How many programs can a milestone like the 10th anniversary of Sept. 11 attacks sustain? Ten? A dozen? Twenty? Try 40-plus.
In the coming weeks, every TV outlet with even a tangential interest in the anniversary is rolling out hours — in some cases several days’ worth — of programming to mark the anniversary of the deadliest terrorist incident on U.S. soil.
Although numerous networks will be fielding dueling specials and docus — Sunday, Sept. 11 itself will be wall-to-wall 9/11 — programmers say the emphasis is warranted given the magnitude of the attacks and their impact on the world in the decade since.
“There’s a lot of competition, and understandably so,” said Susan Werbe, History’s veep of programming. “For Americans primarily, and also for the world, so much has changed as a result of 9/11, from the way that we travel to the way that we show ID at an office.”
Newsies say the 10-year milestone is made more significant by the death of Osama bin Laden in May. The killing of the Al Qaeda leader gave the networks a reason to dust off old 9/11 docus, to which they could amend new footage and interviews in order to
close a painful chapter for the nation.
As the anniversary draws near, 9/11-related programs new and old are more frequently scheduled on top of each other. Finding plentiful material, the news nets and outlets like National Geographic Channel and A&E’s Bio have added more and more programming.
CNN, Fox News and MSNBC have a raft of special material on tap; Fox News anchor Shepard Smith has been hosting regular “Rise of Freedom” segments on the building of the 9/11 memorial at the World Trade Center site for the past year. The news wings of the Big Three nets, on the other hand, are largely focusing on event coverage and retrospectives to run on Sept. 11.
With so much material vying for viewers’ attention, how do you distinguish your programming from everybody else’s? The combination of renewed interest and distance offered by the 10th anniversary has created some unique opportunities. Producer Natalie von Hurter contacted victims of the attacks, their families, and first responder organizations to compile much of the material used in History’s audio-heavy “Voices from Inside the Towers” — a two-hour special, skedded for Sept. 10, that reconstructs the final moments inside the WTC before the collapse. It’s a project that would have been unthinkable in the immediate aftermath of the attacks, but 10 years later is being produced in cooperation with survivors’ groups.
“It is very disturbing,” said Werbe, who produced the special for the network. “But we also think it’s important.”
Other nets are opting for the exhaustive approach. Starting Aug. 28, NatGeo will have a full week devoted to 9/11, including a premiere of its hourlong interview with then-President George W. Bush on the subject of the attacks. It has a half-dozen new specials lined up, along with old docus refurbished with new footage. It is not lost on NatGeo programmers that the highest-rated program in the channel’s history was the four-hour “Inside 9/11” docu that first aired in 2005.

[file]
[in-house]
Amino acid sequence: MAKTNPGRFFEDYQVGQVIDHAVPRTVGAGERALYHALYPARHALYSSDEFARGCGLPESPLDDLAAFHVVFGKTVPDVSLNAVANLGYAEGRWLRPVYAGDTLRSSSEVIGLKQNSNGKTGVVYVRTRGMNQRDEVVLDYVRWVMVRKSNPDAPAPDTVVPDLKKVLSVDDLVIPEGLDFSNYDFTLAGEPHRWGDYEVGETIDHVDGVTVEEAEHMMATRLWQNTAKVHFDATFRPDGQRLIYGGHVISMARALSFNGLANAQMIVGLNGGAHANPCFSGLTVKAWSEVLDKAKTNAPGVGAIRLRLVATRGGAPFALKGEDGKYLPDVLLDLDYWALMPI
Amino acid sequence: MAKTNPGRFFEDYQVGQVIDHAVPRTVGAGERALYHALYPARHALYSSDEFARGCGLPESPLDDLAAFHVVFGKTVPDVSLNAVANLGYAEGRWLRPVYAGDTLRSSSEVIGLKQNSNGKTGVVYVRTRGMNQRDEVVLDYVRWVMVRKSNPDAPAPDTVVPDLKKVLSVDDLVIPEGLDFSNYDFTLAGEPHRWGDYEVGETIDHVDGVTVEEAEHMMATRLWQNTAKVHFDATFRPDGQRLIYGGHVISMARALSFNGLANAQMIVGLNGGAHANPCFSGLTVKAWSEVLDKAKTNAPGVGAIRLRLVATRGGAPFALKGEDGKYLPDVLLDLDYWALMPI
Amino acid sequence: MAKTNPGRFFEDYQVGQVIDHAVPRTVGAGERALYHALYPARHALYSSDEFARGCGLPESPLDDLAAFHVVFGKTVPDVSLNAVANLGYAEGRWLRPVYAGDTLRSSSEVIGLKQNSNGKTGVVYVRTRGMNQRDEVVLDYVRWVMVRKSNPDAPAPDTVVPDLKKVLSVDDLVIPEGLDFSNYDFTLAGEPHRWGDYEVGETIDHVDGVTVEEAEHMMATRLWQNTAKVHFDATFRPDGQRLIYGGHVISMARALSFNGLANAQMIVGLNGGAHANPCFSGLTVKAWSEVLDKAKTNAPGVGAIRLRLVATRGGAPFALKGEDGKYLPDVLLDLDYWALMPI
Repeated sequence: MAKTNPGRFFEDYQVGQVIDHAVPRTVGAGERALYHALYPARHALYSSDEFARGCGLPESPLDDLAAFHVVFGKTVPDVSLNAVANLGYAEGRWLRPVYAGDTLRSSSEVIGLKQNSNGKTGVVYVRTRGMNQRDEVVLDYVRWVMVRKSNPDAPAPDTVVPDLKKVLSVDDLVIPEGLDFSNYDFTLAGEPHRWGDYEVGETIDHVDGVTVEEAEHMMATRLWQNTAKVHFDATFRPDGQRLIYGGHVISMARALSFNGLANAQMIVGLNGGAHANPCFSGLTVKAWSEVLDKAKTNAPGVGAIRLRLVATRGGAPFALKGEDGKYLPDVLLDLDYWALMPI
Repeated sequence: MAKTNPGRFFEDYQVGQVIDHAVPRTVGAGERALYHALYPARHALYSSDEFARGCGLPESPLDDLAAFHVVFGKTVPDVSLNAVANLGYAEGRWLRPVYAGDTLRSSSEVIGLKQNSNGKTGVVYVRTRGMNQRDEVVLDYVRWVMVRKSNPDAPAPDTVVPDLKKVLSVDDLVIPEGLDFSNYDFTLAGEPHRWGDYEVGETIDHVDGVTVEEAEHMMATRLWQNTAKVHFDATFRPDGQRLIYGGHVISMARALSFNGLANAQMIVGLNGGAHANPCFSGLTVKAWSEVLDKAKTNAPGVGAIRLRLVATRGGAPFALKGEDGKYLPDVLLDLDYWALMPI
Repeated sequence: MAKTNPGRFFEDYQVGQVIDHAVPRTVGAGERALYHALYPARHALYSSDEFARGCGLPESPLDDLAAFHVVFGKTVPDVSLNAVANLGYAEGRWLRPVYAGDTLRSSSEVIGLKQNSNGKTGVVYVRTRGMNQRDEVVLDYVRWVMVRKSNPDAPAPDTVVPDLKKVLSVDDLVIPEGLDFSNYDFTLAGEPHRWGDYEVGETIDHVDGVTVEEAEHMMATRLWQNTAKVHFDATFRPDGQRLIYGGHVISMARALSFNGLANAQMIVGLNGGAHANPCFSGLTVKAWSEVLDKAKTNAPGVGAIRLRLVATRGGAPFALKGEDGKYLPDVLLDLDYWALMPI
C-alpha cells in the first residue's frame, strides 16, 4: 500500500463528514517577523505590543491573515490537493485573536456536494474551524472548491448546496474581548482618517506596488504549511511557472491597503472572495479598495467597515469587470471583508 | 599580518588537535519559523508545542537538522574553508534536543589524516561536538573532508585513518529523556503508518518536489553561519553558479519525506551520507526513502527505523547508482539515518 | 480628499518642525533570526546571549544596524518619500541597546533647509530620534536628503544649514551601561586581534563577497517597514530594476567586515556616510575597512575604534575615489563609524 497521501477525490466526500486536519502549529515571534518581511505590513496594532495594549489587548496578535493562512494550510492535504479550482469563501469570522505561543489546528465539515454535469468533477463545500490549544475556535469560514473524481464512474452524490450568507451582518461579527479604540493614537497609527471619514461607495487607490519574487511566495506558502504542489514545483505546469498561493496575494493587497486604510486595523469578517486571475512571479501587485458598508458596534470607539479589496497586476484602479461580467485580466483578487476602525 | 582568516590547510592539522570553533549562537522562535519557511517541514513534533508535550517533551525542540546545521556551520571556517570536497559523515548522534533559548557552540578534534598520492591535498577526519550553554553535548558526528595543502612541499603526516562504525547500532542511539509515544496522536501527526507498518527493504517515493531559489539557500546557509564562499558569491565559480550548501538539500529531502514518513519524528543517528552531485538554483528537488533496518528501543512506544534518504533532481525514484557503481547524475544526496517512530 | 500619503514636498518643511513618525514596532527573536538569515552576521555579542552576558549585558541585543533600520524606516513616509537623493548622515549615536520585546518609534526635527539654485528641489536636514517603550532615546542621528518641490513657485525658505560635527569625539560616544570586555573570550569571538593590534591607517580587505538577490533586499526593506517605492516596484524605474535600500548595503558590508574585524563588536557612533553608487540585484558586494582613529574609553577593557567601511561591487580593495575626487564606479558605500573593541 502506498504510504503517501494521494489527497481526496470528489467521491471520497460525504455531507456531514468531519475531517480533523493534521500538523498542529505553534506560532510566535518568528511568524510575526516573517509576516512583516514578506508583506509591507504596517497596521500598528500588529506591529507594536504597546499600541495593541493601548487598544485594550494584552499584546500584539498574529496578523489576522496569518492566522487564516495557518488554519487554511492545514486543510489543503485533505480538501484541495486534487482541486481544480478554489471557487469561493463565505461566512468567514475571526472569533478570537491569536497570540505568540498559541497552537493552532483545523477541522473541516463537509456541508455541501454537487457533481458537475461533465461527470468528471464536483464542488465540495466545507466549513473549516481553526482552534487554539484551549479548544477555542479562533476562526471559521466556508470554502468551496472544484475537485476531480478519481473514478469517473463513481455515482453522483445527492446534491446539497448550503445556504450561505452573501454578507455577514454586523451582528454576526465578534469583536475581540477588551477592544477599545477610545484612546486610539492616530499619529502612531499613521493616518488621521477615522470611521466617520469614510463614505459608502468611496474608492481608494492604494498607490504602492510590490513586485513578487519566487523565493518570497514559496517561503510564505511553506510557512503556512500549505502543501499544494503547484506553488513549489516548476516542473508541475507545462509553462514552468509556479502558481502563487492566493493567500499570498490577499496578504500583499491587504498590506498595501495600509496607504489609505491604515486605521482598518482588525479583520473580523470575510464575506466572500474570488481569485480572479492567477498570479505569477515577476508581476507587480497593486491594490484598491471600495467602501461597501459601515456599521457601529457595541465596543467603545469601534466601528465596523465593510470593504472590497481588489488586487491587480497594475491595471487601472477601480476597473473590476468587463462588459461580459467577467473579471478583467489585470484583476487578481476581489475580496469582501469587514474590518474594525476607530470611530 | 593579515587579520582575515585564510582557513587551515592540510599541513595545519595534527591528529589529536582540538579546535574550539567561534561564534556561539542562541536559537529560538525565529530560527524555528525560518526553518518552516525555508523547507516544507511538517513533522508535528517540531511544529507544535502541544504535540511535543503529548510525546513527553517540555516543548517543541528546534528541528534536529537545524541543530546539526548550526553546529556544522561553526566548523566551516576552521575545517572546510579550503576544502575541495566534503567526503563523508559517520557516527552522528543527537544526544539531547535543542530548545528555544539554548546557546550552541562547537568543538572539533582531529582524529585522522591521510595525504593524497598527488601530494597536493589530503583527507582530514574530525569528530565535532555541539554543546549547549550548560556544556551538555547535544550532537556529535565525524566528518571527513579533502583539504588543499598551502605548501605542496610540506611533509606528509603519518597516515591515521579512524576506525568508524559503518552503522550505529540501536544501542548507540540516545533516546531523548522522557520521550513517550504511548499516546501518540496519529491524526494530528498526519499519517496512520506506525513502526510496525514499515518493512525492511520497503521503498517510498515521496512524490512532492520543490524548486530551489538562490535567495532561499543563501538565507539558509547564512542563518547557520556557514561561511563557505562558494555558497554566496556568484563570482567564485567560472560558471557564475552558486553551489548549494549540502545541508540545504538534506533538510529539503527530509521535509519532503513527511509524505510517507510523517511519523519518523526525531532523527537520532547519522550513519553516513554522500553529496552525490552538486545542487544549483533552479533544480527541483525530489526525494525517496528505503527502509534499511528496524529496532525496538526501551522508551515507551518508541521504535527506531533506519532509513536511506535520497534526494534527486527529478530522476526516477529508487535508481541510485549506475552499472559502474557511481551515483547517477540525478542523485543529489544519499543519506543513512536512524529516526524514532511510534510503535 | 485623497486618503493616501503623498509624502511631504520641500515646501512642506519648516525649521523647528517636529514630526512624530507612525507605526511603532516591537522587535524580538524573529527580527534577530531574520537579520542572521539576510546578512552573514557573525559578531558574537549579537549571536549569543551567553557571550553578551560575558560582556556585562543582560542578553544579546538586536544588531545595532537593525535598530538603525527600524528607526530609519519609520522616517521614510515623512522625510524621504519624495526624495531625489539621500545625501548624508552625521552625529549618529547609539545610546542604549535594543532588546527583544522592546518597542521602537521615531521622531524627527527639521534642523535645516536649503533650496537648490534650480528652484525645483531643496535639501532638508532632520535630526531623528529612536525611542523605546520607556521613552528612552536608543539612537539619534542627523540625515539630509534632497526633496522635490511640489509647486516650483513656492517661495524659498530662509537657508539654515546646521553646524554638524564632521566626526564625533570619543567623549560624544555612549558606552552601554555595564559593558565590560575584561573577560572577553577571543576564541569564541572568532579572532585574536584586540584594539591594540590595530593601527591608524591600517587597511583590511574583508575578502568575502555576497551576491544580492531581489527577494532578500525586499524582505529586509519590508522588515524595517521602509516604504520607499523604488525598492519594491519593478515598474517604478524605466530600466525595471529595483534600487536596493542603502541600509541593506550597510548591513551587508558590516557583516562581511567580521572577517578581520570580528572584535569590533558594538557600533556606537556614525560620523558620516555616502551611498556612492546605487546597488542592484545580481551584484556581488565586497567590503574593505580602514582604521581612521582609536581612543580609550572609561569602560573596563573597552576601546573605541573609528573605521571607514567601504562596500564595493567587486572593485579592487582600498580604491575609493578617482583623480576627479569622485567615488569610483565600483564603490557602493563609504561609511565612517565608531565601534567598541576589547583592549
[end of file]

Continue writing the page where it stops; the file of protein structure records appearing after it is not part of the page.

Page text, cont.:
Discovery and Science channels are going all out for a six-hour event produced by Steven Spielberg called “Rising,: Rebuilding Ground Zero,” and every news network and division is covering the ceremonies at Ground Zero, the Pentagon and in Shanksville, Penn.
“Our audience kind of wants us to get into detail,” said Michael Cascio, senior veep of production for NatGeo. “Depth has been what we strive for, which is why we’re devoting so much time.”
Networks that don’t traditionally address world events are weighing in, too, and not necessarily those you’d expect — Nickelodeon, for example, will air a Linda Ellerbee-hosted Nick News special aimed at putting Sept. 11 in perspective for kids. Animal Planet will show a 9/11 edition of its rescue pet show, “Saved.” Most significantly among the scripted series, FX has set Sept. 7 for the final episode of “Rescue Me,” a series rooted in 9/11 and its aftermath for New York City firefighters.
But for many who remember the attacks, especially New Yorkers, there’s a sense that Sunday would be a good day to stay inside and unplug the television. HBO will cue the new docu “Beyond 9/11: Portraits of Resilience” to bow at 8:46 a.m. ET, the moment the first plane hit the Twin Towers.
Even USA Network will set aside its blue-sky dramas that night for a commercial-free airing of the original telepic “The Space Between,” starring Melissa Leo as a flight attendant tasked with returning a Pakistani boy to an uncertain future in New York. It’ll be followed by the TV preem of Dick Wolf’s Oscar-winning docu short “Twin Towers.”
As the volume of programming rises, there are bound to be critics who accuse the nets of overkill and exploiting tragedy for ratings. TV journos who covered that dark day say they are extremely cognizant of the need for sensitivity in the use of the most dramatic footage available.
“We’re going to be really judicious as far as how we use some of the images from the day,” said CBS News prexy David Rhodes. Rhodes was running the news desk at Fox News on Sept. 11, 2001, which meant his shift started at 6 a.m. that day. (“It was a long day,” he recalled, with understatement.)
Mark Lukasiewicz, senior v.p. of specials and digital media at NBC News, concurred. “We’re very careful about using those images. Our policy is to use them only when they’re directly relevant to the story you’re telling — we never use them as B-roll,” he said.
For television news, 9/11 was definitely a wake-up call after the tabloid-heavy period spurred by the Monica Lewinsky scandal and other sensational stories.
“Because it changed world events as it did, it changed our coverage,” Rhodes said.